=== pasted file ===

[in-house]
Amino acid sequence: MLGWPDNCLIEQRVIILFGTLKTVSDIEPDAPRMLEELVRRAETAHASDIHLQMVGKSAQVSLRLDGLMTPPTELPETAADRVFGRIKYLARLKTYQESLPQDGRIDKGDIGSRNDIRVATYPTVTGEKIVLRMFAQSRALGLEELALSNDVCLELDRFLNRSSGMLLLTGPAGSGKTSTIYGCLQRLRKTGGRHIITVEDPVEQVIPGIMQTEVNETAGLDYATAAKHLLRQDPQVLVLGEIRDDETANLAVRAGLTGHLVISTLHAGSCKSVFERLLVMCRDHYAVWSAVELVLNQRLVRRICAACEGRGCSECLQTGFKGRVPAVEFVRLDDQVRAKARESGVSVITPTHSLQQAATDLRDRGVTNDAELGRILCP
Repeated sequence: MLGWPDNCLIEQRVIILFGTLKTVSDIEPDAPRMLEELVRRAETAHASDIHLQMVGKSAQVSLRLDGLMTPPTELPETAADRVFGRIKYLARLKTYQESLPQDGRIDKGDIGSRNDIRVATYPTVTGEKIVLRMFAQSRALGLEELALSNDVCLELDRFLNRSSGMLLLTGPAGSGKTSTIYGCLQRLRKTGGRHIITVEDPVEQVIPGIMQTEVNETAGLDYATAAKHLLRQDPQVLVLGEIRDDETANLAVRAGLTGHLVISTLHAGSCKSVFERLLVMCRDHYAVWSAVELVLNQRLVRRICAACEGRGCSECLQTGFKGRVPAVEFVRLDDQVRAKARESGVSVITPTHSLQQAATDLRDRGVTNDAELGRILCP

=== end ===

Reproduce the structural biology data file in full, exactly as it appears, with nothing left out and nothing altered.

[in-house]
Amino acid sequence: MLGWPDNCLIEQRVIILFGTLKTVSDIEPDAPRMLEELVRRAETAHASDIHLQMVGKSAQVSLRLDGLMTPPTELPETAADRVFGRIKYLARLKTYQESLPQDGRIDKGDIGSRNDIRVATYPTVTGEKIVLRMFAQSRALGLEELALSNDVCLELDRFLNRSSGMLLLTGPAGSGKTSTIYGCLQRLRKTGGRHIITVEDPVEQVIPGIMQTEVNETAGLDYATAAKHLLRQDPQVLVLGEIRDDETANLAVRAGLTGHLVISTLHAGSCKSVFERLLVMCRDHYAVWSAVELVLNQRLVRRICAACEGRGCSECLQTGFKGRVPAVEFVRLDDQVRAKARESGVSVITPTHSLQQAATDLRDRGVTNDAELGRILCP
Repeated sequence: MLGWPDNCLIEQRVIILFGTLKTVSDIEPDAPRMLEELVRRAETAHASDIHLQMVGKSAQVSLRLDGLMTPPTELPETAADRVFGRIKYLARLKTYQESLPQDGRIDKGDIGSRNDIRVATYPTVTGEKIVLRMFAQSRALGLEELALSNDVCLELDRFLNRSSGMLLLTGPAGSGKTSTIYGCLQRLRKTGGRHIITVEDPVEQVIPGIMQTEVNETAGLDYATAAKHLLRQDPQVLVLGEIRDDETANLAVRAGLTGHLVISTLHAGSCKSVFERLLVMCRDHYAVWSAVELVLNQRLVRRICAACEGRGCSECLQTGFKGRVPAVEFVRLDDQVRAKARESGVSVITPTHSLQQAATDLRDRGVTNDAELGRILCP